Buckle up, Tennessee. The cicadas are coming. A 17-year swarm and a 13-year swarm are on their way, according to the University of Tennessee Institute of Agriculture. The experts at Fox 17 Nashville report that “after shedding their skins, the males noisily climb to the treetops, hoping to attract females, who lay their eggs there. Those eggs fall to the ground.”
Adults, who will live for four to five weeks after surfacing, were last seen in 2004 and 1987, so all new Tennessee residents need to know what’s coming. News4 Nashville reports adults usually emerge in early May when the soil reaches 67-degrees at four inches deep. Four to five days after that, the males will start singing, and there will be no way to ignore it. Females will then start laying eggs, and it’s on from there.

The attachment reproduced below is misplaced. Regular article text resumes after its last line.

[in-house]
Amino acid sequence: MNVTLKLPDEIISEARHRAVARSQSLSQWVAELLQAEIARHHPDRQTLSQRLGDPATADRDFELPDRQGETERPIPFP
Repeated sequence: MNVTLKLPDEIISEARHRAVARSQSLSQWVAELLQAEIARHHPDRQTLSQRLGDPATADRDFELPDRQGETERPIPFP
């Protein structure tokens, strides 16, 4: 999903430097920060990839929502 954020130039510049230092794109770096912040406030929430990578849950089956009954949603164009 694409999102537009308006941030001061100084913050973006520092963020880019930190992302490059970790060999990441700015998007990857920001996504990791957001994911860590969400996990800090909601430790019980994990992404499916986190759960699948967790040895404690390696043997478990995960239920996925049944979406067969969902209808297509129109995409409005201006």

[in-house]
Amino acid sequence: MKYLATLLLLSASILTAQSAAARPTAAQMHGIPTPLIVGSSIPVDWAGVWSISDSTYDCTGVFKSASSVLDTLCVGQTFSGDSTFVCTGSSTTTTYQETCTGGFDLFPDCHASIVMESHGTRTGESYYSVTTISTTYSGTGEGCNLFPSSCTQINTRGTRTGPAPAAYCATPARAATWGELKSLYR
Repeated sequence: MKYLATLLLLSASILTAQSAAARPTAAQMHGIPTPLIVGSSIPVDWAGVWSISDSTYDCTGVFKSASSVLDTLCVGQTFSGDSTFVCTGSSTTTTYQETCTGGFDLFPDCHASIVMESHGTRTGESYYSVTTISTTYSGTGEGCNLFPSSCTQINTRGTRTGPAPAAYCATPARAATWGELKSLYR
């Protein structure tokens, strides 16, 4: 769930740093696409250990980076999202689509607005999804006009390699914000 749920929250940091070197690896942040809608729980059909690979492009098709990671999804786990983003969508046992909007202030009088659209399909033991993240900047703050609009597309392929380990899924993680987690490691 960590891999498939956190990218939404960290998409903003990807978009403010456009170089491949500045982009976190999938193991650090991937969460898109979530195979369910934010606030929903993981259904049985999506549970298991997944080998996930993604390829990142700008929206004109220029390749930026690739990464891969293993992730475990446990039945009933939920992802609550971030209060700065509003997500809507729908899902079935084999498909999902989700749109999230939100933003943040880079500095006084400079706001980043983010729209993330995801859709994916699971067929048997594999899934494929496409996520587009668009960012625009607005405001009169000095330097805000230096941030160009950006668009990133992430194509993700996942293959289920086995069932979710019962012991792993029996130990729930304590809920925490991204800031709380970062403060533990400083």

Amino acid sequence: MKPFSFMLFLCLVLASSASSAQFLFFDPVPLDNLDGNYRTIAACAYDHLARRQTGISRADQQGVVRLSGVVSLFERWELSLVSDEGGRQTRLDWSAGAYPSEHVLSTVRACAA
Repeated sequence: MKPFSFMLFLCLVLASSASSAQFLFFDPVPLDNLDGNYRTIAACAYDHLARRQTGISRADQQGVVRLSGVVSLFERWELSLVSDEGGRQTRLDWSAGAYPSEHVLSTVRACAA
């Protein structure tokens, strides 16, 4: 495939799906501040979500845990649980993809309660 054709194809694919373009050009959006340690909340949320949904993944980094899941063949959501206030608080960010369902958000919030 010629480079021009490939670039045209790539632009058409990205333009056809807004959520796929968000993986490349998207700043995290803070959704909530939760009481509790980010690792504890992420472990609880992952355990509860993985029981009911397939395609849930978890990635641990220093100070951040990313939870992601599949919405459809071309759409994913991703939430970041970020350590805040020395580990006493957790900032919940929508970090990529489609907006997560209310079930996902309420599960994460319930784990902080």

Bob Greene of the Chicago Tribune wrote about the cicadas in 1998:
“It’s not dangerous; it’s not painful. It’s just as obnoxious a turn of nature as you can possibly envision-and there’s not a thing anyone can do about it,” Greene wrote so eloquently.
“They are everywhere-swarming, flying, crawling, dive-bombing. There are millions upon millions of them-you can’t avoid them. They make the phrase “quality of life” a joke.
“And it’s all about having sex.
“The bugs, that is. The cicada invasion is based on one thing-the bugs having non-stop sex.”
Misconceptions, according to UT’s Institute of Agriculture:
• Cicadas aren’t locusts, which are a certain species of grasshoppers.
• Cicadas won’t kill crops. Adults feed on twig sap and females “make injurious slits in twigs and limbs of trees as they deposit eggs.”
• Cicadas can’t sting, which means they cannot poison fruit.